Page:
Illustration: R. Rajesh
A delayed start to the monsoon has plunged several cities and districts into a water crisis. With India nearly 37% short of its June rainfall and water levels in reservoirs in southern India lower than their 10-year average, there are swirling debates on what has caused the crisis, the role of climate change, myopic policy-making, and unregulated urbanisation. Shashi Shekhar, who was once secretary of the water resources ministry as well as a senior official in the environment ministry, has grappled with water challenges at many levels. Excerpts from an interview:
Chennai is going through an acute water crisis. In Maharashtra, people are rappelling several hundred feet into wells for one bucket of water. When monsoon comes, the crisis mode evaporates. What is the reason for this cycle?
The ecosystem of water is complex and many environmental factors are intricately linked. The problems we see are because we have undermined these links over decades. First, rain and snowfall are the only sources of water — about 99%. In the four months of monsoon here, there are about 30-35 downpours and the challenge is to hold this water in systems that can last us over 365 days. Thick forests make for excellent catchments. The trees slowly transfer rainwater into the sub-soil and this is critical, as it’s the sub-soil that gives water to a river during the months after monsoon.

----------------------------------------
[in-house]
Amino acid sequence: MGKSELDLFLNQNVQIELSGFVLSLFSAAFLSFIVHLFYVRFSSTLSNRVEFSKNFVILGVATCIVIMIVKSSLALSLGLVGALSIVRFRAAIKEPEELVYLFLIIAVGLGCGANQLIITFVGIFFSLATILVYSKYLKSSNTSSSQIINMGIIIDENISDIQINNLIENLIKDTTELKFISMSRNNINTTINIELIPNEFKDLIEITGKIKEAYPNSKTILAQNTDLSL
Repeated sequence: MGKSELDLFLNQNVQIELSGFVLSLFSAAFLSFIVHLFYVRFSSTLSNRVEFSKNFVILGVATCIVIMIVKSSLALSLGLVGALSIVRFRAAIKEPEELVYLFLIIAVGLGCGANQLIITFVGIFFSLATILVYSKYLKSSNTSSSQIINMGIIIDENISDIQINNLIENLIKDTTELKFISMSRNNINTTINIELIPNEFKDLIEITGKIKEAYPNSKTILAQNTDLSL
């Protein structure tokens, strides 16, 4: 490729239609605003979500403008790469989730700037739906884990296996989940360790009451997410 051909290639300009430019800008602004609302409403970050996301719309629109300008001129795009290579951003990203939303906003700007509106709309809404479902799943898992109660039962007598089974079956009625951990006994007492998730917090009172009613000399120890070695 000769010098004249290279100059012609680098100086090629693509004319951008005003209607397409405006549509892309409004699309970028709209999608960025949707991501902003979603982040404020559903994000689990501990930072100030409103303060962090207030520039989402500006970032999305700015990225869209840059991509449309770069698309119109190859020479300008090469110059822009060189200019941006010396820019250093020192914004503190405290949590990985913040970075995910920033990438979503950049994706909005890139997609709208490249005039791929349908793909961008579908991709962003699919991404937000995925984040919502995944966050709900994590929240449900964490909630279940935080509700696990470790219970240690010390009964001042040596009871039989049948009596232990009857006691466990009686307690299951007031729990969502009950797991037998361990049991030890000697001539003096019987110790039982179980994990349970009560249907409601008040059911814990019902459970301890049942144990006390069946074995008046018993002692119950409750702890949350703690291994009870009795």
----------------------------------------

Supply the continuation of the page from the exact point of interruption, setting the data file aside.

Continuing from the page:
Many rivers used to be perennial. The sub-soil fills up aquifers and they are a source of long-term storage. Rains and floods recharge aquifers and the surplus is transferred basin to basin. Rivers expand into floodplains — a huge source of storage — and lower into wetlands and marshlands. When enough water empties into the sea, it’s a good thing as it prevents saline seawater from ingressing into land. This is also important for creating the low pressure that draws in the monsoon winds. Aquifers are extremely deep and are recharged slowly and get water from rivers as well as from the soil. When they are full, aquifers have a permanent layer and a dynamic layer. When we go beyond the dynamic layer and extract water from the permanent layer, it becomes unsustainable.